Dr. Guy Faulkner, Professor, School of Kinesiology, University of British Columbia, and Chair, Applied Public Health, Canadian Institutes of Health Research-Public Health Agency of Canada (CIHR-PHAC)
There is consistent evidence that physical activity prevents the onset of depression and that physical activity interventions reduce depression. This reduction is comparable to studies which examined the effects of medication or psychosocial therapy.
An overview of this evidence was presented, followed by considerations of how such evidence has informed clinical practice and challenges that have slowed down the translation of evidence to practice.
|Highlights sheet of Sweat is the Best Antidepressant||Video of Sweat is the Best Antidepressant in Edmonton
77 minutes, YouTube video
|Speaker Dr. Faulkner's slides - condensed version (some Internet content removed due to copyrights)
46 slides, 8 pages, PDF
The Alberta Centre for Active Living was proud to sponsor this important half-day Physical Activity Forum in Edmonton and Calgary in May 2016.
Guy Faulkner, PhD, is a Professor in the School of Kinesiology at the University of British Columbia and also a Canadian Institutes of Health Research-Public Health Agency of Canada (CIHR-PHAC) Chair in Applied Public Health.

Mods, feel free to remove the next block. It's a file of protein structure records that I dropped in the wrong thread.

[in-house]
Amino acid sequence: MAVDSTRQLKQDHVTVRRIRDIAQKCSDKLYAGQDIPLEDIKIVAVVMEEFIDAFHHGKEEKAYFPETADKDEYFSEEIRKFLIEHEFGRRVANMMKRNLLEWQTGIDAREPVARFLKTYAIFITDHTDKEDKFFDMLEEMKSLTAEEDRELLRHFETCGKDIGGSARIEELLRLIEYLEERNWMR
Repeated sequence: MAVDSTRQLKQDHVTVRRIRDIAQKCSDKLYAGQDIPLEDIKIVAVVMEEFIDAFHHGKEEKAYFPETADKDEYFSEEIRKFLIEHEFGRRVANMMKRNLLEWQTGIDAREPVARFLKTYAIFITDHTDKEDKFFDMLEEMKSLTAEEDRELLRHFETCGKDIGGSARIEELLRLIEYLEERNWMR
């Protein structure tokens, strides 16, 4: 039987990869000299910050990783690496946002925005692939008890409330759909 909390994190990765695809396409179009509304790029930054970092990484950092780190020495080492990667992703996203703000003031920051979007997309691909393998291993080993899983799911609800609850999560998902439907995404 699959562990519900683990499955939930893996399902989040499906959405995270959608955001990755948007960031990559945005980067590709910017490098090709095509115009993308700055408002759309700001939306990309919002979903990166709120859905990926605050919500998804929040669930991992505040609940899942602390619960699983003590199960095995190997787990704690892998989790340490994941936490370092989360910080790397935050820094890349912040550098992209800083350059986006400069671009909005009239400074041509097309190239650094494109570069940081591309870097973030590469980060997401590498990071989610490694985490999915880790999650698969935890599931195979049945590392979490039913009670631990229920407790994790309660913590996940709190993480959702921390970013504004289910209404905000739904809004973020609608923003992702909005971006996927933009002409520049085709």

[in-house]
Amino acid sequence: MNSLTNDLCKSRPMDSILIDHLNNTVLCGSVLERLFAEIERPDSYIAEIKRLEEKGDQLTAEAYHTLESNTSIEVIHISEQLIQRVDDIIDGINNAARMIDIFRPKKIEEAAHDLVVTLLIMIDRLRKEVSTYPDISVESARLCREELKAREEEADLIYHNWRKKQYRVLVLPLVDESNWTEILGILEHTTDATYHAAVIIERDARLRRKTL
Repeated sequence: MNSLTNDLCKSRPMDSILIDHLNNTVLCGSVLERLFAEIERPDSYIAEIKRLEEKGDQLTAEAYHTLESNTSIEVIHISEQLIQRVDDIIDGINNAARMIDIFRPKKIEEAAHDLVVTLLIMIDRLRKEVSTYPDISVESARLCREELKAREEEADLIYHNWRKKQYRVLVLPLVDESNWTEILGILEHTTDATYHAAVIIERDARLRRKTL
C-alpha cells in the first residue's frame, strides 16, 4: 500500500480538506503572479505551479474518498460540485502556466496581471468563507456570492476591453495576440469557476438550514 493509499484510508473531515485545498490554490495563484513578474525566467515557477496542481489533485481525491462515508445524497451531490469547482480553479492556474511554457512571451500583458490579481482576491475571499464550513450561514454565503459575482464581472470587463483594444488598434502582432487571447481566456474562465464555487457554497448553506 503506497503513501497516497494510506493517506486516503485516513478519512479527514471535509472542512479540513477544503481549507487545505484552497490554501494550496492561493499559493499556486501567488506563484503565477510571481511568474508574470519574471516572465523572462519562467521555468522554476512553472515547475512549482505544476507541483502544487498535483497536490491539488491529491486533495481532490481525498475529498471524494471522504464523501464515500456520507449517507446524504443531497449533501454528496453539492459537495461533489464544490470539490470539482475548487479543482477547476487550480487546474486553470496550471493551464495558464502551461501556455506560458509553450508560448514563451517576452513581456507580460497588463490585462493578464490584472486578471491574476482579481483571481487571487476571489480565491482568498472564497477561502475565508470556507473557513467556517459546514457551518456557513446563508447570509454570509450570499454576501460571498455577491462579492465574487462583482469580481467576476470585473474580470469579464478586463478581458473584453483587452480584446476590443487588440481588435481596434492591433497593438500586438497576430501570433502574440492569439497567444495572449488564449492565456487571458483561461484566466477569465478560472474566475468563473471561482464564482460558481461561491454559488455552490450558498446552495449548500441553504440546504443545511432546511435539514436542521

After completing an undergraduate education in Physical Education at Sydney University, Australia, he went backpacking and spent 10 years in England studying and working in mental health services and then Higher Education. After completing a PhD in exercise psychology in 2001 at Loughborough University, Dr. Faulkner worked for three years as Director of the Exercise and Sport Psychology Unit at the University of Exeter in England. Eager to see more of the Commonwealth, he moved to Canada in August 2003 and the Faculty of Kinesiology and Physical Education at the University of Toronto.
Dr. Faulkner is currently an investigator with the Ontario Tobacco Research Unit (OTRU) and a Research Affiliate of the Alberta Centre for Active Living. He serves on the ParticipACTION research committee and is a member of the Research Work Group for their annual Report Card on Physical Activity for Children and Youth. He is also the founding editor of the Elsevier journal Mental Health and Physical Activity.
Broadly, Dr. Faulkner’s research has focused on two inter-related themes: the development and evaluation of physical activity interventions; and physical activity and mental health. His work has been funded by agencies such as the Canadian Institutes of Health Research (CIHR), Social Sciences and Humanities Research Council of Canada (SSHRC), Heart and Stroke Foundation of Canada, Prostate Cancer Canada, Metrolinx, Ontario Mental Health Foundation, and Cancer Care Ontario.
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